There’s no doubt about it – this is one of the coldest winters on record. Although we’ve gotten the odd pleasant day, I’m sure you’ve all noticed the nighttime lows – whether there’s frost on your windows or not. Did you know that dropping mercury poses a serious risk to your lock performance as well?
As your local Maryland lock experts, we at Top Locksmiths always work hard to provide our customers with the most accurate information regarding your home, business, or automobile lock. Here’s our brief science briefing to explain the effects of super cold temperatures to locks. Thermal expansion is the term that describes the movements of the molecules inside any object due to temperature change. If a metal object is heated, it will expand because it’s internal molecules are moving, expanding away from each other. The opposite is also true. When an object is exposed to super cold temperatures, the molecules will gather closer together and eventually stop moving, causing the object to contract or shrink.
Because of the expansion and contraction of molecules, your locks may have been treated rough by the weather lately., You may have noticed locks sticking or posing trouble when you’re trying to turn them. Locks can freeze overnight (or on particularly cold days) because of any condensation or internal moisture. When this moisture freezes onto the tumbler, it can make it impossible to use a key inside the lock. You don’t want to try to force the lock open, because that’s likely to cause even more damage. You can call your trustworthy local Maryland locksmiths, who will be there in a jiffy to assist you, or you can try these tips:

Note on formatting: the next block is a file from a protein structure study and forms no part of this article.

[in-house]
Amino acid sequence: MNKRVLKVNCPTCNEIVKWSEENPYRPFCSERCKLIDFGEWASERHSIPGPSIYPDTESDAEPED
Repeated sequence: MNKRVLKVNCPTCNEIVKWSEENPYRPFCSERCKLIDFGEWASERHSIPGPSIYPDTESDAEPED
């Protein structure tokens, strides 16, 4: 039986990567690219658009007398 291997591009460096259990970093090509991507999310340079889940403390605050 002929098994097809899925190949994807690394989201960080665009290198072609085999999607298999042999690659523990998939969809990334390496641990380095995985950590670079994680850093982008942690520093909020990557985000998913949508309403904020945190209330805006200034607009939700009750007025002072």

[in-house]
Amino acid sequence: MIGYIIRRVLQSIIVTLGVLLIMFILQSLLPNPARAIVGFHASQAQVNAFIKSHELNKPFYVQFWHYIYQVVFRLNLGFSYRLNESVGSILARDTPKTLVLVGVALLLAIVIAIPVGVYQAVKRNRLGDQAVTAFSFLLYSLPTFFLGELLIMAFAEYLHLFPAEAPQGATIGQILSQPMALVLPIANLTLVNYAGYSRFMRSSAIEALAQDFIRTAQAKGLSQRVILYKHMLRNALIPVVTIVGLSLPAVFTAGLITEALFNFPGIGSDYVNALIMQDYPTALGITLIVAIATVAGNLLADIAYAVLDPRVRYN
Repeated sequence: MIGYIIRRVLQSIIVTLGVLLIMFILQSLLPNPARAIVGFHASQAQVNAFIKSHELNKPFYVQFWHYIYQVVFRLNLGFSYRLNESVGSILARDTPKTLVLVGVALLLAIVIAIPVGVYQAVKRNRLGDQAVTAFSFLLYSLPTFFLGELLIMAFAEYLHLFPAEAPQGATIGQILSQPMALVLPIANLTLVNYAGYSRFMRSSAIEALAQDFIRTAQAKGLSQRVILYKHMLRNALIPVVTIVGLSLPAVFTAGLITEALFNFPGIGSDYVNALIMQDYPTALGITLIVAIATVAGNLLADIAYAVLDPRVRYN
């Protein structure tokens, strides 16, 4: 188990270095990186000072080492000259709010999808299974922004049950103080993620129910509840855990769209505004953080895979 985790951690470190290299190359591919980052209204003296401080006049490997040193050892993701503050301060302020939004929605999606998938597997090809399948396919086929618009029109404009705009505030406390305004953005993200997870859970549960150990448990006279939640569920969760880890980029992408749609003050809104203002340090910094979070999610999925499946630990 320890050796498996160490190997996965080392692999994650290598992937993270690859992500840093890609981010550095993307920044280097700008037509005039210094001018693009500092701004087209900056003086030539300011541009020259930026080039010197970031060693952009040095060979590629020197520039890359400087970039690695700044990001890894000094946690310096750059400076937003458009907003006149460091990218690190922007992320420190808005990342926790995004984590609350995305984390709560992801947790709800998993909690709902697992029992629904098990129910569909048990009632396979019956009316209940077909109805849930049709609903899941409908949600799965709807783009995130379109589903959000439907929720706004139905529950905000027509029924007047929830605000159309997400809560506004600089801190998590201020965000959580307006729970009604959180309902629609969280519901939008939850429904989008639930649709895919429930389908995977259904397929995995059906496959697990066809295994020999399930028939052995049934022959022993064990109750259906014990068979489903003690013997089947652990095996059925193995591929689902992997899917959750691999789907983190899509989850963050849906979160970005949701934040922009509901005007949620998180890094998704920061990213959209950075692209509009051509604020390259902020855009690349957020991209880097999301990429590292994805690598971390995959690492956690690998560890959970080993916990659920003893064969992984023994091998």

- Use WD-40 or a de-icer to melt any ice around the lock. Spray in WD40 as a lubricant. Always be sure to have these items handy.
- Try using a lighter to heat up your key before putting it in the lock – don’t hold the flame directly onto it, but rather slightly below it. This might require a few attempts to work, but if it does it will melt any ice that’s sealed onto the lock tumblers.
- Try dipping your key in Vaseline and turning it in the lock – this might need some repeat attempts, but can be an excellent lubrication method on short term notice.
- You can pre-treat your locks with antifreeze to prevent it from being frozen in advance.
- Don’t ever pour hot water on a lock because it’s only going to increase the internal moisture already present and cause even more extreme freezing problems when the temperature drops in the future.
We hope that these tips serve you well in taking care of your locks during these winter months.